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NFL Draft

Bears Fans Should Be Mad, Just Not At Andy Dalton

  • The Draft Network
  • March 17, 2021
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I get it, Chicago Bears fans. I really do. You deserve better. The chasm between the level of fandom and the level of franchise success in Chicago is wide. Sure, there’s the 1985 Super Bowl team to hang your hat on—and that’s more than 12 other franchises have to show for—but sustained, meaningful success has eluded one of the NFL’s cornerstone franchises.

The NFC Championship trophy is named after George Halas, for goodness sake, yet the Bears have only had the opportunity to win that trophy one more time in the Super Bowl era than the Carolina Panthers (who entered the NFL in 1995) and Tampa Bay Buccaneers (who joined in 1976 but have a long history of being a league-wide laughing stock). No, the Bears aren’t the Cleveland Browns or the Detroit Lions—that’s a whole different level of prolonged mediocrity—but given the market size, age of the franchise, and the complete inability to figure out a solution to the most important position in sports, Chicago is one of the most frustrating teams in the NFL for their fans to root for.

That frustration boiled over on Tuesday when Andy Dalton’s one-year, $10 million deal was announced. 

While Dalton is getting too much hate—he’s nothing special, but is an upgrade over Nick Foles—the reaction really isn’t about Dalton at all. It’s not about how he was perfectly fine for the Dallas Cowboys last season after returning from a concussion/the COVID-19 list. It’s not about how he completed two-thirds of his passes for 1,718 yards and a 15-to-3 touchdown-to-interception ratio over the final seven games of the season. None of that matters because it’s about what led up to this point.

It’s about trading up one spot in the 2017 NFL Draft to take Mitchell Trubisky at No. 2 overall, only to see him flounder while the next two quarterbacks chosen turned into superstars. It’s about head coach Matt Nagy coming over from Kansas City to revolutionize the Bears’ offense only to watch it completely stagnate after one season. It’s about trading a fourth-round pick and handing over $20 million guaranteed to trade for Foles in the first place. It’s about Nagy and general manager Ryan Pace keeping their jobs for the 2021 season, operating the franchise in a state of panic while looking over both shoulders to avoid the inevitable guillotine. That doesn’t even include some of the questionable free agent signings like Robert Quinn, Danny Trevathan, Mike Glennon, Trey Burton, etc. And all of that is only since 2017!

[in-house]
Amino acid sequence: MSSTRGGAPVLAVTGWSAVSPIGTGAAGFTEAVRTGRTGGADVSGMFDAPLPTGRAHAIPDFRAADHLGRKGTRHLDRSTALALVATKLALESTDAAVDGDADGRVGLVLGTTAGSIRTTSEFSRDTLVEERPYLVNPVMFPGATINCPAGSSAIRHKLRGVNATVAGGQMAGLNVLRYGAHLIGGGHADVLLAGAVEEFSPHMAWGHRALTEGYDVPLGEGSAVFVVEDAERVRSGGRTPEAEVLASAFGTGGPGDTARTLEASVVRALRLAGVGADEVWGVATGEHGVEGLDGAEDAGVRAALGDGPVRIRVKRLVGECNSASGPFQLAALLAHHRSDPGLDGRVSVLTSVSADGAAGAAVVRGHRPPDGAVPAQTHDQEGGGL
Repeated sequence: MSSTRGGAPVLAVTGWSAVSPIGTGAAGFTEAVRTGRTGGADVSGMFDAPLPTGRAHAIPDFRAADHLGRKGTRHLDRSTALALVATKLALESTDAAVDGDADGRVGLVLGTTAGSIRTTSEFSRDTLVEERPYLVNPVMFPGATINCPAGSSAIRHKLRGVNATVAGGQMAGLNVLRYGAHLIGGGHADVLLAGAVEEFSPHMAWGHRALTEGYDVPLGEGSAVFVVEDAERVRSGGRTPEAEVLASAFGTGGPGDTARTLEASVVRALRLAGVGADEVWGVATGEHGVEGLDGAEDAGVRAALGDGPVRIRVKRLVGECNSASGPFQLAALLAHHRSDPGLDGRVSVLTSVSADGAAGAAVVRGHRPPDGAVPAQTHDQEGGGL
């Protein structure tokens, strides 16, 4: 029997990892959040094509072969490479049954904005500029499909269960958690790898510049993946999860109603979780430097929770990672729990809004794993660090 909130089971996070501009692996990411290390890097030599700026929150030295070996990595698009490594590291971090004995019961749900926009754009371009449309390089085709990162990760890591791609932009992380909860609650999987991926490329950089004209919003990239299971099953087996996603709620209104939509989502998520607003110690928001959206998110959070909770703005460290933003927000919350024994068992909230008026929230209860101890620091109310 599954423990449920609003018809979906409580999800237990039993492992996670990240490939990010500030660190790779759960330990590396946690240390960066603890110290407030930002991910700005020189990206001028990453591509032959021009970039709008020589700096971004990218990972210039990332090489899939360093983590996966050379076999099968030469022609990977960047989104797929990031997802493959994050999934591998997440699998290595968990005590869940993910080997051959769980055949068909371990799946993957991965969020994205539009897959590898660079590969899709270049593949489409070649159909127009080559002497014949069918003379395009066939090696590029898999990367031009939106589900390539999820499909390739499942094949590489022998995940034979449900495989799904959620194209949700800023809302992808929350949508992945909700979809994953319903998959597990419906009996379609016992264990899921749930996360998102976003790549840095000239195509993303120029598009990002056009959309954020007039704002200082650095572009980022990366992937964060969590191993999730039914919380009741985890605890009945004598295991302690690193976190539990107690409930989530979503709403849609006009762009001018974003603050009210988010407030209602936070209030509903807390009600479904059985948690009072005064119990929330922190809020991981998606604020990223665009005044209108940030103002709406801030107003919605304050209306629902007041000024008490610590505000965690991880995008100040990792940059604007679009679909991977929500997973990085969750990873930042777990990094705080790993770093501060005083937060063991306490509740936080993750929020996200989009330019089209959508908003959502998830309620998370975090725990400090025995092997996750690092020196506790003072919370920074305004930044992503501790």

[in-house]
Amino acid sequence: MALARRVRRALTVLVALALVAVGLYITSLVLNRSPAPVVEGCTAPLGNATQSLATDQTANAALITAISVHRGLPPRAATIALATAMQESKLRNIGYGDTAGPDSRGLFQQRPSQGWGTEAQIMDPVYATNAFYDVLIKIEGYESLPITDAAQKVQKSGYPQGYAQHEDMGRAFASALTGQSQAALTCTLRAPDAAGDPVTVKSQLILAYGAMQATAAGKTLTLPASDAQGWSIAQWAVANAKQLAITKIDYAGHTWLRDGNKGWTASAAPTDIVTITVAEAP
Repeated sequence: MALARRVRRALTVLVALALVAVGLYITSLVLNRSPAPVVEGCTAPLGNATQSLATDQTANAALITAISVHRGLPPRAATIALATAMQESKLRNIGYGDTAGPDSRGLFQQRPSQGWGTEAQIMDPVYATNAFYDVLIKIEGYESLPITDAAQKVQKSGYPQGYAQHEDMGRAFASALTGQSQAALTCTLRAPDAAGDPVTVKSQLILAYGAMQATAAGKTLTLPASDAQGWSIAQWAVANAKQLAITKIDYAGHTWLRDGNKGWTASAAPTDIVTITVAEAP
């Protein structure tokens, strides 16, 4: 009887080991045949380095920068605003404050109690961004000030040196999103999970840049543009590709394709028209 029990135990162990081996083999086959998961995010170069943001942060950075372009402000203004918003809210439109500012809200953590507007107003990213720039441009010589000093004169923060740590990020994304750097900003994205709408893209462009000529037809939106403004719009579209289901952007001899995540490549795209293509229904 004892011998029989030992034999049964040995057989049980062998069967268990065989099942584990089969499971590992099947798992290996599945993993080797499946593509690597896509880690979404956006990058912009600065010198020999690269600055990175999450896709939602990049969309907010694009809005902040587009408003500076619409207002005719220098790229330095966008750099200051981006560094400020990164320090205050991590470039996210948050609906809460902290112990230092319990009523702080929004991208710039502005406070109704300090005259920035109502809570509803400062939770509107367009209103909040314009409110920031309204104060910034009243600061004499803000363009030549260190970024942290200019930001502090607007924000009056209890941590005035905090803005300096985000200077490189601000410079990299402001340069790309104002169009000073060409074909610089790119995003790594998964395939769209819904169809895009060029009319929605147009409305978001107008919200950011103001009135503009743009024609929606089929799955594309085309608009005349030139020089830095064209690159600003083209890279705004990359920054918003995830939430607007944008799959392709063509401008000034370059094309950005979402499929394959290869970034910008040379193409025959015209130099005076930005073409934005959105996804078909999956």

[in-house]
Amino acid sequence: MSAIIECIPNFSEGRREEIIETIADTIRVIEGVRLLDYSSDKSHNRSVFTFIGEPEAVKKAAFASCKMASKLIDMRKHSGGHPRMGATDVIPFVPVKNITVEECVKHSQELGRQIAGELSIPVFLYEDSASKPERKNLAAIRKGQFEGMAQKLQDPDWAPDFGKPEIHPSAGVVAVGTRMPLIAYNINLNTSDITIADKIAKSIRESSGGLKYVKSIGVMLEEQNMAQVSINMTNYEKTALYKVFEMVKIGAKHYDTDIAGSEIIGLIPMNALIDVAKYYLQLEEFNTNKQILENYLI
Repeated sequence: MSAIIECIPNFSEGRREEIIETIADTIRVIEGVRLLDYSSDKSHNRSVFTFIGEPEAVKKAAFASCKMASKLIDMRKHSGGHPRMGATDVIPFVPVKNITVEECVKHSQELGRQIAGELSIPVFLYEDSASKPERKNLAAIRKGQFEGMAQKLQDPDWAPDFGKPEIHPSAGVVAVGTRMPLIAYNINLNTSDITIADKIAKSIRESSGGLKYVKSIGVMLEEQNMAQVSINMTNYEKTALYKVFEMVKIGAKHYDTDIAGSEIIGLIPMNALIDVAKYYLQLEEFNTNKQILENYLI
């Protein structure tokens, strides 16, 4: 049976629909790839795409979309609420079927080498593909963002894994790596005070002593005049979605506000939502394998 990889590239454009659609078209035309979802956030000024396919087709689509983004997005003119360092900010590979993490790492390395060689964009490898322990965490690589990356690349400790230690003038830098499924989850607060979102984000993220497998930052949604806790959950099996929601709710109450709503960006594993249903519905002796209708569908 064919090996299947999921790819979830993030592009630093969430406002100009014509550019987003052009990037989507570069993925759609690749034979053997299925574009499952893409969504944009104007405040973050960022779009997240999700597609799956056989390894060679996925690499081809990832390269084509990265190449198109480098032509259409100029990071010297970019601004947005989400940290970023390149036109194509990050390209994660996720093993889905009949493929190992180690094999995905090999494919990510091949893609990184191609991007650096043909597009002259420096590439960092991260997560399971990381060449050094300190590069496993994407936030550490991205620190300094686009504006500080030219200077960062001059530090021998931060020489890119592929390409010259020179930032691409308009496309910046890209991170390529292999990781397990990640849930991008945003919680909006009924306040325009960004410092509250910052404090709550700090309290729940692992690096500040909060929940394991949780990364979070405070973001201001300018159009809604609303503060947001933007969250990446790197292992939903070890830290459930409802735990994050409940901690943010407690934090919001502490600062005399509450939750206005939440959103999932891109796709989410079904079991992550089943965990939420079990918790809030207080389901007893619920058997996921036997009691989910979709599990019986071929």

The Bears’ dreary history of quarterback play is well documented and well established—it’s basically woven into the fabric of the franchise. There are 15 quarterbacks active in the NFL right now (including Dalton) that would be the Bears’ all-time passing leader over Jay Cutler—17 if Drew Brees and Philip Rivers didn’t just retire. There are 153 quarterbacks in NFL history with more passing yards than Chicago’s No. 2 all-time passer, Sid Luckman—including illustrious current passers such as Blake Bortles, Jameis Winston, and Jared Goff. While the eras are certainly different in the latter example, the Bears haven’t been able to get the position right in any era. If that doesn’t drive the point home, consider this: Trubisky leaves Chicago—a team established in 1920—as the team’s No. 8 all-time passer.

The inability to establish a franchise quarterback has been an anchor for the organization. The Bears are known for having historically great defenses—units that carry anywhere from average to anemic offenses into the playoffs and even to a sporadic Super Bowl (hello, 2006-07 Bears). That’s why when the golden carrot of Russell Wilson was dangled out to Bears fans weeks ago, they couldn’t do anything but fantasize and hope for the best. That’s also why the Dalton signing was so maligned. 

Getting Wilson this offseason was a pipedream—circle back in a year because it’ll be more doable then—but one many had already begun to talk themselves into. Honestly, just hearing the Bears’ name on a star quarterback’s wishlist was remarkably refreshing for Chicago fans. But Lucy pulled the ball away from Charlie Brown again, and the Bears were left with the meh options they’ve been accustomed to over the years.

So once again, it’s not about Dalton… it’s about what Dalton represents. He represents the end of the 2021 pursuit of Wilson. He represents the deflating hopes and wishes of a franchise quarterback finally coming to town. He represents everything the Bears’ front office has done to mismanage their assets for years and years. He represents another season where a wild-card birth and early playoff exit is the peak.

Dalton obviously isn’t the long-term answer. The 2022 starting quarterback (and likely head coach and general manager) isn’t on the roster right now. But Dalton is better than what they had going into the free-agent tampering period and he won’t prevent the Bears from drafting a quarterback if they are fortunate enough to like whoever falls to No. 20—my guess, they won’t like who’s still there. Maybe they’ll reset the entire leadership group going into the 2022 season and make an even stronger run at Wilson than what’s been reported—Bears fans can only hope. But the one thing they couldn’t do is go into the season with Foles and only Foles as their starting quarterback.

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